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Are denials completely avoidable? By “completely avoidable,” I mean materially, in other words, greater than 99%.

Recently, I interacted with a billing company that claims that they achieve a greater than 99% clean claim rate and denial-free rate. This is effectively a small billing company. This is a small billing company, a one-person show, doing a small volume, where it’s not even enough to fill up the time of a single individual, a single biller who owns and runs the company. 

Avoiding denials

I’m sure they’re losing money like crazy. The amount of work involved in proactively avoiding denials, making all the clean claims, scrubbing upfront, coding checking, working with providers to make sure they’re eligible, and all the other stuff. I mean, there’ll be an extraordinary amount of work to make sure that happens.

The question remains, “Can you avoid all the denials like 99%?” With enough work, maybe. It would be interesting to think about something like, “Does it even make sense to do that? Is that cost-effective? Would you be better off avoiding all those denials or even allowing some greater amount of them to come through?” 

Understand what’s possible

Now, this is presuming that that is happening. Back to the like, “Is it possible? Does it make sense?” I have no idea, but I doubt it. I indeed doubt that it’s cost-effective to do that, and I certainly doubt it’s cost-effective for a billing company to do that whether they’re making 8% or 6%, or even 4% or less of 100 bucks or whatever the average collection is for a patient encounter.

Then, much later in that conversation, I get a disqualifier: Except when a payer makes a mistake or eligibility or something on the provider’s part. And then, I’m like, “What?” The record scratches and goes off the track. Wait! So is it 99%? I think you said it’s greater than 99%. Do you mean 99%? Or do you mean like 99% of some other percentage? 

All about the percentages

It’s not entirely clear to me anymore. From looking at denials data (and we do look at denials data), we know that denials percent averages and the distribution will look nothing like what this person is talking about. The top quartile, even the top decile is nowhere near sub-1%, meaning we’re not even in the same ballpark. We’re virtually off by order of magnitude.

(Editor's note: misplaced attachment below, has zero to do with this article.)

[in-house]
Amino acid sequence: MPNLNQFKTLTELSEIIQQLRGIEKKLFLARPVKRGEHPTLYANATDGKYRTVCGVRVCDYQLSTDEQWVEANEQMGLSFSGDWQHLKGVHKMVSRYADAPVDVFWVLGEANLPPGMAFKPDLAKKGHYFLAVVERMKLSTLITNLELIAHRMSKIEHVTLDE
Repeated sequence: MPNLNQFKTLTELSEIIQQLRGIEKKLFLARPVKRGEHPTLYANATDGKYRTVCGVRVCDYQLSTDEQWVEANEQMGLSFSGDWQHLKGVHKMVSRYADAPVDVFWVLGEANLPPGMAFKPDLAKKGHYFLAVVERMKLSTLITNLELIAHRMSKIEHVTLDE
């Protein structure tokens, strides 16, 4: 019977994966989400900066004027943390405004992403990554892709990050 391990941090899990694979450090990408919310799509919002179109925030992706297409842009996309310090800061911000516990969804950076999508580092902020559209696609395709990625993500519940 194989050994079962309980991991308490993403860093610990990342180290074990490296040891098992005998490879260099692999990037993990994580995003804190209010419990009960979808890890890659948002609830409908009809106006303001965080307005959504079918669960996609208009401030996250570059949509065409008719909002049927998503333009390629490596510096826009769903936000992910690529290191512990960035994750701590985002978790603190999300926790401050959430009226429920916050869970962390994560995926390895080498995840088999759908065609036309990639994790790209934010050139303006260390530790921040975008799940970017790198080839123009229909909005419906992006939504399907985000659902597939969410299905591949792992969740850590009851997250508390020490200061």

Now, I don’t know. I do not think this is real, but I’d like to see the data on what 99% plus looks like because many people throw out numbers. We even see it in marketing materials, saying 99% plus clean claim rate or a 99+% first-pass rate. More often than not, I want to be like, “Bullshit! Excuse me. I’ve got something caught in my throat. It’s called Bullshit.”

Perception vs. reality

Then, you get back to many people’s perceptions of what is happening in their business, and they frequently are not backed up by reality. I can remember many times when I’ve had particular material conversations with people around something like their payer mix, their average reimbursement, the top procedures, or providers in their group, whatever it might be. And then, we run the data ourselves, and we see that it has nothing to do with what the people thought.

That’s often the case, even with denials. Ask people to rattle off what their top 10 down are. They may be able to list quite a few of them in their top 10, but the likelihood that they get the top 10, the top 5, or maybe even the top 3 in descending order correctly is improbable.

I’m fascinated by outliers. 

In summary

The question is, “Is this an outlier, and can we learn anything from it? Or is this just someone who has no good handle on what their actual data is?” I wonder because it would be interesting to find out. Maybe it’s not cost-effective, or perhaps it’s not true. However, maybe, it is accurate, and it’s not relatively cost-effective. But perhaps we can learn something from it. Perhaps some things could be adopted. On the other hand, maybe it gives you some target to shoot for, and you can perhaps automate the junk out of that so that it is cost-effective to do all of that work to make that happen. Still, I wonder, and you should wonder, too.